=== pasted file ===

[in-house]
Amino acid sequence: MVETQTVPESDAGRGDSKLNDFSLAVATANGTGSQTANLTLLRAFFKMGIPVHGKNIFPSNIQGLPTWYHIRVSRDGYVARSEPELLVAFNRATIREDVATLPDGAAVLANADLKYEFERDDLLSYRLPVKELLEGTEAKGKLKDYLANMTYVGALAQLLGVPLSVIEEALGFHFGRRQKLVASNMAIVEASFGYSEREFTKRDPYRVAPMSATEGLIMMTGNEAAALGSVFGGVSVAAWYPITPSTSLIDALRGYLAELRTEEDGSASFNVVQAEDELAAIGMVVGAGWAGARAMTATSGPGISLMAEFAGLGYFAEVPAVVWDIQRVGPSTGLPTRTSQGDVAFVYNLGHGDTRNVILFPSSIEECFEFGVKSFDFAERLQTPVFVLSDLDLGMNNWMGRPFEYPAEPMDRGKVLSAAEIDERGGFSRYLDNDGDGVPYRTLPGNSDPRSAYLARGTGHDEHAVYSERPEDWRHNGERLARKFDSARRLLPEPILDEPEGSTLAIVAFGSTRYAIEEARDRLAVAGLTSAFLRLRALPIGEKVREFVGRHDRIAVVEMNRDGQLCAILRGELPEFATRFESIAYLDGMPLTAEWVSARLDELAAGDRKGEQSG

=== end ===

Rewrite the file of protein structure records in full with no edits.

[in-house]
Amino acid sequence: MVETQTVPESDAGRGDSKLNDFSLAVATANGTGSQTANLTLLRAFFKMGIPVHGKNIFPSNIQGLPTWYHIRVSRDGYVARSEPELLVAFNRATIREDVATLPDGAAVLANADLKYEFERDDLLSYRLPVKELLEGTEAKGKLKDYLANMTYVGALAQLLGVPLSVIEEALGFHFGRRQKLVASNMAIVEASFGYSEREFTKRDPYRVAPMSATEGLIMMTGNEAAALGSVFGGVSVAAWYPITPSTSLIDALRGYLAELRTEEDGSASFNVVQAEDELAAIGMVVGAGWAGARAMTATSGPGISLMAEFAGLGYFAEVPAVVWDIQRVGPSTGLPTRTSQGDVAFVYNLGHGDTRNVILFPSSIEECFEFGVKSFDFAERLQTPVFVLSDLDLGMNNWMGRPFEYPAEPMDRGKVLSAAEIDERGGFSRYLDNDGDGVPYRTLPGNSDPRSAYLARGTGHDEHAVYSERPEDWRHNGERLARKFDSARRLLPEPILDEPEGSTLAIVAFGSTRYAIEEARDRLAVAGLTSAFLRLRALPIGEKVREFVGRHDRIAVVEMNRDGQLCAILRGELPEFATRFESIAYLDGMPLTAEWVSARLDELAAGDRKGEQSG